The Portland Trail Blazers will take on DeMarcus Cousins and the Sacramento Kings in the Moda Center tonight. Don’t let Sacramento’s 1-3 record fool you; their rough start can be partially attributed to a brutal schedule. The Clippers, Warriors, and Hawks made quick work of the Kings, whose only victory came over the Denver Nuggets (also 1-3) in their season opener. Now they look to end their skid in the Moda Center, before hosting the Blazers at the Sleep Train Arena in a back-to-back.
Keys to the game:
#1: Get DeMarcus Cousins in foul trouble
This is absolutely imperative to the Trail Blazers’ success. Robin Lopez has done an admirable job defending the rim, but he has yet to match up with a truly elite offensive center. Make no mistake, despite his reputation for immaturity, DeMarcus Cousins is an elite offensive center. In fact, it is that reputation that the Trail Blazers must exploit if they hope to contain him. Drive at him hard, tack on some personals early, and frustrate him to the bench before he has a chance to abuse them in the paint.
Cousins has averaged 18.3 points and 9.3 rebounds this season and, although it has only been 4 games, these figures are by no means anomalous. Neither are the usual 4.3 personal fouls he picks up along the way. It’s on Portland to be aggressive in the paint early and often. If they can eliminate DeMarcus Cousins, the game is theirs. By this token, the Blazers’ primary game plan cannot revolve around the arc. In this rare circumstance, the best defense is actually a good offense.
#2: Lock down the three point line
With DeMarcus Cousins playing limited minutes (foul trouble pending) the Trail Blazers must turn their attention the 3-point line. Point guard Isaiah Thomas has taken on a heavy workload as Greivis Vasquez adjusts to his new team, and if there is one thing Thomas can do, it’s shoot the three. His 7-15 from the arc thus far is almost as efficient as Damian Lillard’s 16-33, albeit in a much smaller sample. When he gets hot, he can be a game changer.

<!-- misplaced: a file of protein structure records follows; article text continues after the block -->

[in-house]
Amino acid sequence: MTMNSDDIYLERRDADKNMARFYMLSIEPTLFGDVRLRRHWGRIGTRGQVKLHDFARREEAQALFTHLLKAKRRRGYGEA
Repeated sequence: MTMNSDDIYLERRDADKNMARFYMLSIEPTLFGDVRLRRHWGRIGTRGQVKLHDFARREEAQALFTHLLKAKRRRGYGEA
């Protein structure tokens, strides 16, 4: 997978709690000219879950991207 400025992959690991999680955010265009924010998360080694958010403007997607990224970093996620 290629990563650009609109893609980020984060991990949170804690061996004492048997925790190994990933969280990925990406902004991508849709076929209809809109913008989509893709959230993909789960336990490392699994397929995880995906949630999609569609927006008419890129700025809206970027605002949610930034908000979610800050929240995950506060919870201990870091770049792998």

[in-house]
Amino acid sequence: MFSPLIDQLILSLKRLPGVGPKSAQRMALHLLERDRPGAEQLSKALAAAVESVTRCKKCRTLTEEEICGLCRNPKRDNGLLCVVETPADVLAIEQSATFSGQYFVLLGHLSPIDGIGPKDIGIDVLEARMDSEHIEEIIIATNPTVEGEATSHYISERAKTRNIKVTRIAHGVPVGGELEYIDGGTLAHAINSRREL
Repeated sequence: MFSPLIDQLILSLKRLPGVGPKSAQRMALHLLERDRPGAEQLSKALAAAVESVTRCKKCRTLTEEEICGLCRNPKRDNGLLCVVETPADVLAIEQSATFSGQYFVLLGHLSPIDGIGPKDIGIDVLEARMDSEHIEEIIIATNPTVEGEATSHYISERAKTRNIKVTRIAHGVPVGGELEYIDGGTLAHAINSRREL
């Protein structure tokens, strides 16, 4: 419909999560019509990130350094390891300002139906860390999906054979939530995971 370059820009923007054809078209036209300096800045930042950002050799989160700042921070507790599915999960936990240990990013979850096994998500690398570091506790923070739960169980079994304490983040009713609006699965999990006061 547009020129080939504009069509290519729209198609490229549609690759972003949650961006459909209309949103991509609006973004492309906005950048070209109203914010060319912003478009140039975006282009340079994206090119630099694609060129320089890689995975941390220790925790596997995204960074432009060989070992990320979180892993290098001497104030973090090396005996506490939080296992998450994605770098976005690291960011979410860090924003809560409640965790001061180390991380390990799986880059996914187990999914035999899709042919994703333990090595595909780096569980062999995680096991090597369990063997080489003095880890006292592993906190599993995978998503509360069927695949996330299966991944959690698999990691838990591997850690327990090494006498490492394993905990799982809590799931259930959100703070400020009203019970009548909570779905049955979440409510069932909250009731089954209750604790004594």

Thomas is not their only ranged weapon. They’ve got equally streaky shooters in Ben McLemore and Marcus Thornton, but my biggest concern comes from power forward Patrick Patterson. He rarely shoots from the arc, true, but his ability to do so may be enough to draw LaMarcus Aldridge too far out on defense. Patterson loves the corners, and the Blazers need to be able to cover them without opening up the lane for Cousins.
#3: Ball movement
The Kings aren’t exactly a defensive stalwart. Then again, neither are the Trail Blazers. Sacramento has allowed a 48% opponent field goal percentage so far, and Portland has allowed 47.6% (3rd and 4th highest in the NBA. I’d like to see the Trail Blazers finding the open man, instead of letting players like Mo Williams squander possessions with selfish play. Run the pick and roll, run the pick and pop, run Horns for all I care—just don’t make the Kings look better than they are with self-defeating heroics.
This is where I want to see Nicolas Batum come up big. He has thrived as a point forward and, although I have my gripes with his contract, he is rapidly becoming one of the better glue guys in the NBA. Look for Batum to make the extra pass and catch the Kings sleeping. Forwards that facilitate can make weak opposing defenses appear absolutely laughable. Who’s going to stop him? John Salmons? The Blazers have four players with the potential to score 20+ on any given night, and each must get touches to keep Sacramento on their toes.
Topics: Portland Trai Blazers